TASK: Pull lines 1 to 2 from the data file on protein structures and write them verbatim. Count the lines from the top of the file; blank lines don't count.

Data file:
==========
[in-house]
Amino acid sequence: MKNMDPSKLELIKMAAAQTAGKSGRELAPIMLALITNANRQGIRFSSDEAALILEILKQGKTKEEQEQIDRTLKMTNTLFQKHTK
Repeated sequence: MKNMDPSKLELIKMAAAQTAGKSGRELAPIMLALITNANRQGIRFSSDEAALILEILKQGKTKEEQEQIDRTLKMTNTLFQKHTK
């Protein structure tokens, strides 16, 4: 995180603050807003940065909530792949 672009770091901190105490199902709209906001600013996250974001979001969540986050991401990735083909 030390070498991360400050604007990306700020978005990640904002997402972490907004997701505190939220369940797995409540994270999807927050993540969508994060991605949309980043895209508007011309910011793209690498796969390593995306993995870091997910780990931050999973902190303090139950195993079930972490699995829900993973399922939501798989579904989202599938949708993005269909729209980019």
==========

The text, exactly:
[in-house]
Amino acid sequence: MKNMDPSKLELIKMAAAQTAGKSGRELAPIMLALITNANRQGIRFSSDEAALILEILKQGKTKEEQEQIDRTLKMTNTLFQKHTK